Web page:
The growing disillusionment of Dos Passos's and Faulkner's war veterans, it becomes clear, is not so much grounded in shattered idealism as in society's refusal to acknowledge and attend to their sufferings. Returning from war, the soldiers in Soldiers' Pay are shunned and dejected. Relegated to the corner of the dancehall, the misunderstood veterans talk loudly among themselves,

drowning the imitation of dancers they could not emulate, of girls who once waited upon their favors and now ignored them-the hang-over of warfare in a society tired of warfare. Puzzled and lost, poor devils. Once society drank war, brought them into manhood with a cultivated taste for war, but now Society seemed to have found something else for beverage. (115)

The victimization of young war heroes, Faulkner emphasizes in this passage, is twofold. First, a jingoistic society promised its young men honor and glory on the battlefields, but only delivered senseless bloodshed. Secondly, the very women who had cheered them into the slaughterhouse of war now refuse to dance with them, to nurse them, to provide physical comfort. John Andrews's hopes in Three Soldiers that Geneviève will help him "to piece together the future" are likewise shattered, when a "sudden terror" takes "possession of him" and he must realize that "she had failed him" (412). Unlike Dos Passos's John Andrews and Faulkner's Joe Gilligan, Hemingway's Frederic Henry does find a pliable women, who will literally sacrifice herself while attending to his war wounds. Yet, what underlies all three of these modernist war texts that center around afflicted male bodies is an overwhelming anxiety over the perceived loss of white male control. The "profound analysis of the phenomena of victimization" that characterizes modernist literature according to Wendy Steiner turns out be a profound fear of diminished male virility, which, by the way, might explain Jake's insatiable hunger for '[b]rown breasts throbbing with love" in Claude McKay's Home to Harlem (850; 6). Donald Mahon's maimed and dying body, which becomes a frightful spectacle for the Georgia townsfolk, provides a visible image for this perceived loss of masculinity. Blind, emasculated, and passive, Mahon represents man's loss of control in a postwar world where strong, independent women such as Margaret Powers and Geneviève Rod (note the connotation of their surnames!) seem to have taken over the reins.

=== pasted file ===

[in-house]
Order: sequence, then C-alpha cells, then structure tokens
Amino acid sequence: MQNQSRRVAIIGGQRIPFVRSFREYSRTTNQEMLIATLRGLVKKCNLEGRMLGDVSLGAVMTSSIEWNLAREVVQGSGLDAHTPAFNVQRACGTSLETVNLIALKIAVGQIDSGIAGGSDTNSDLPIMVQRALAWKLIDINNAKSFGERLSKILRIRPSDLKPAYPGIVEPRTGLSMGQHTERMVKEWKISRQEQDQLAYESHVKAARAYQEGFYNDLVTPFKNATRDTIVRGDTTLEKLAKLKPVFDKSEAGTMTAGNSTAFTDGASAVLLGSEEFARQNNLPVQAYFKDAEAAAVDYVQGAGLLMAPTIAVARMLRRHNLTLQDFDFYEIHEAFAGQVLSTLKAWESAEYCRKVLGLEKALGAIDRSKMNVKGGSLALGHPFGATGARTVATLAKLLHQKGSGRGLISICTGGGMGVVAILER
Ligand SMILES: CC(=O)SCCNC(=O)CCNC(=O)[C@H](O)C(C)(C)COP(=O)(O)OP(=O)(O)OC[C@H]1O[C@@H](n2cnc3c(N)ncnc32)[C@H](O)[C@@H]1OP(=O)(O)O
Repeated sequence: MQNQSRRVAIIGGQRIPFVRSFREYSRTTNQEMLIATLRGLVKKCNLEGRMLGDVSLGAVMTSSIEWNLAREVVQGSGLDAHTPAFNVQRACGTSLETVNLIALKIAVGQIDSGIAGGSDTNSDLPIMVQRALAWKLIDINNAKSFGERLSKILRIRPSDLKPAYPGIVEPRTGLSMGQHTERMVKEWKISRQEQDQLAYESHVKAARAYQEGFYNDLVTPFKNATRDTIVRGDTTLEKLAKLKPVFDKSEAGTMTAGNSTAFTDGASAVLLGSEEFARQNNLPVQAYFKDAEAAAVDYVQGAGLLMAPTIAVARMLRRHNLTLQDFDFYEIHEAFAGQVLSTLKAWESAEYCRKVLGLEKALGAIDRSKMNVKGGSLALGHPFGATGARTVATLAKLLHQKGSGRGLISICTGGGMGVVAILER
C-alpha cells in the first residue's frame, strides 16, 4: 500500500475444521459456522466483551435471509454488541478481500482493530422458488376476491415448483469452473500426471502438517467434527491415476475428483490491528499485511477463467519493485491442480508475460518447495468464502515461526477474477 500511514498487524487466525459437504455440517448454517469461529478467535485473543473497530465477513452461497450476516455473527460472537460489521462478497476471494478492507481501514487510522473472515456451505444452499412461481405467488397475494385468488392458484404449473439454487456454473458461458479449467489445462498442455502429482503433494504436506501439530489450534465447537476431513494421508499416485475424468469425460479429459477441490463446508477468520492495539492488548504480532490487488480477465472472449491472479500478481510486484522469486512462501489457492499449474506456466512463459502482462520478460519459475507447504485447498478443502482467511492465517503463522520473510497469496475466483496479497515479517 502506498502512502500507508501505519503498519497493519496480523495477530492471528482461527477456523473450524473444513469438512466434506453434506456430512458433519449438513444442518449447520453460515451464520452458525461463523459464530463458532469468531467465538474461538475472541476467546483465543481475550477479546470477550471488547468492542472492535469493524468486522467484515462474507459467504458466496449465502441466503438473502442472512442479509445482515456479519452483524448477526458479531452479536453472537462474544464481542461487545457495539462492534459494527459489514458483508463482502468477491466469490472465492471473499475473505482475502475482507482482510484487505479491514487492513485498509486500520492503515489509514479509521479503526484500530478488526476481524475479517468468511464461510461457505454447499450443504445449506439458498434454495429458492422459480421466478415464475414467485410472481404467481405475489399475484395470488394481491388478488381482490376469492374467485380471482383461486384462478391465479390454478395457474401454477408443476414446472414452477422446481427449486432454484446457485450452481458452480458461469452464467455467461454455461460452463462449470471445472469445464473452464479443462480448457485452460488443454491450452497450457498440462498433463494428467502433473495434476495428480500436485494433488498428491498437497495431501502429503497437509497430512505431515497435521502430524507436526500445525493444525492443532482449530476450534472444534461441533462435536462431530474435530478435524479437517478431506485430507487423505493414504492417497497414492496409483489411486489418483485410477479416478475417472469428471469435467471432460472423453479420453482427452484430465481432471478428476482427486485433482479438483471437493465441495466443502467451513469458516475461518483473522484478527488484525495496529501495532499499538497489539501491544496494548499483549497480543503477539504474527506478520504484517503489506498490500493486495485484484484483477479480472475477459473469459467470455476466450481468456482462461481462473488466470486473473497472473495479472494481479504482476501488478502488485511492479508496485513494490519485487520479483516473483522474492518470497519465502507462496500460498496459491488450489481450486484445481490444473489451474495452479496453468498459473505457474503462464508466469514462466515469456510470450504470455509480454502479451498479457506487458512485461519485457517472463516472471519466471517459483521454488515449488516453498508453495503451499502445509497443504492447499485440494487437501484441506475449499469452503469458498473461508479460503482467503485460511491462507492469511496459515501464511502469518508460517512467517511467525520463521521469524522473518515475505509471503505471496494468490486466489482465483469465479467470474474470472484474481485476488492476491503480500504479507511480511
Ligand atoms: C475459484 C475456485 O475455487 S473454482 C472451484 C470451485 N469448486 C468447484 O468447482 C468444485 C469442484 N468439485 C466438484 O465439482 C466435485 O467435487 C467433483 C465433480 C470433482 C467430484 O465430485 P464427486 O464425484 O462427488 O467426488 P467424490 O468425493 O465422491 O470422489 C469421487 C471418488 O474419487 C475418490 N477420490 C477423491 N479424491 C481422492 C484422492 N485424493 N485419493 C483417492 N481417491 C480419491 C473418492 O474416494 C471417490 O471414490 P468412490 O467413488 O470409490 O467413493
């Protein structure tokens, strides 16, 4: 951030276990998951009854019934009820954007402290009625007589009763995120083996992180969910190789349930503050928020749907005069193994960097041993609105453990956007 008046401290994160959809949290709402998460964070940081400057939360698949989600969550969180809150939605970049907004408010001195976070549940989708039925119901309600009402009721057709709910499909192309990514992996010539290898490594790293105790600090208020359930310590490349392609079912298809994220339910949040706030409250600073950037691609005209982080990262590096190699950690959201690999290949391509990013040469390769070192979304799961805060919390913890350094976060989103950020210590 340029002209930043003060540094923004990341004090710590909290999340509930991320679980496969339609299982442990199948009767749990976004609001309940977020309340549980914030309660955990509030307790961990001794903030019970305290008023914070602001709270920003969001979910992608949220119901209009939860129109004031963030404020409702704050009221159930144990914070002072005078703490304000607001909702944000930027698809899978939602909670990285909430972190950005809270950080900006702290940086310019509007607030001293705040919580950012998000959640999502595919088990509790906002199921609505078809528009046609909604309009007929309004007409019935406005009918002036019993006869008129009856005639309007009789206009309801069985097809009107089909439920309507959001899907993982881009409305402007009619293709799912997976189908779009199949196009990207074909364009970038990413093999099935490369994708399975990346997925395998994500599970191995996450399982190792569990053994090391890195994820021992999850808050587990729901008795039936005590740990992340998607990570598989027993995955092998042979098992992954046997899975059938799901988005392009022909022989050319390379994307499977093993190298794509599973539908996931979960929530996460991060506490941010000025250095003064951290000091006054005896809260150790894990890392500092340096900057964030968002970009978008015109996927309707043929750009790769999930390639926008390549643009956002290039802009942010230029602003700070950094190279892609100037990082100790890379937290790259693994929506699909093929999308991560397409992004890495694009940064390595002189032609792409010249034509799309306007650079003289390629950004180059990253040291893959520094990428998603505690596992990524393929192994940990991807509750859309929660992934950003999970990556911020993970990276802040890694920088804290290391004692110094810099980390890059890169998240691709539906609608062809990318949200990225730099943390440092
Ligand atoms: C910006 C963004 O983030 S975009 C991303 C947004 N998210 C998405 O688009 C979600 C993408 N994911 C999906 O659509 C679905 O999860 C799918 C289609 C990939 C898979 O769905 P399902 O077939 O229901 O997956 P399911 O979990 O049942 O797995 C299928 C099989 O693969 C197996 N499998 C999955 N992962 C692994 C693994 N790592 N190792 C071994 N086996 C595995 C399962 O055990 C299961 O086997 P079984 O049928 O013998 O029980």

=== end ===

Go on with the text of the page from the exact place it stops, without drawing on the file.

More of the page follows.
As Sandra Gilbert has pointed out, perceptions of World War I and its social consequences could betimes be very gender-specific: "as young men became increasingly alienated from their prewar selves, women seemed to become, as if by some uncanny swing of history's pendulum, ever more powerful" (425). Excluded and protected from the devastating trench experience, women seized the opportunity to assume a more active role at the homefront; in terms of their own public power, women stood only to gain from men's absence at the front. Thus, Gilbert concludes, "the war that has traditionally been defined as an apocalypse of masculinism seems to have led to an apotheosis of femaleness" (424-425).

Although Gilbert's claim is a bit sweeping, Dorothy Canfield's short story, "Eyes for the Blind," certainly bespeaks just such "an apotheosis of femaleness," for it not only registers the war's potential to dramatically alter gender relations, but actively cerates a world stripped of all vestiges of masculine authority. Before the war a passive women whose husband afforded her a life of luxury, the unmanned heroine of Canfield's story rises to the occasion when called upon to lead a rehabilitation center for the "war-blind" (176). Aside from training the blind veterans to become "professional knitters" and shouldering full responsibility for the day-to-day operations of the institute, the "Directrice" assumes the role of mother and confessor. Surrounded by broken, disoriented men who "nod [...], salute [ ...], and disperse [... ] like obedient children," she acts as their sole pillar of strength and support (176). Even the "great-shouldered, massively muscular fellow clutched at her like a scared child, and began in rapid, hysteric whisper to tell her of the awful things he saw in his eternity of blackness" (177). The transfer of power from men to women is absolute in this story; rendered blind and hysterical by yellow gas, the men are thankful to perform feminine tasks, while the "Victorian matriarch"14 orders the world around them. And even though the Directice does not actually "wear the black and penitential garb of the Mother Superior, she exhibits "all of a Mother Superior's firm, penetrating authority and calm manner" (179).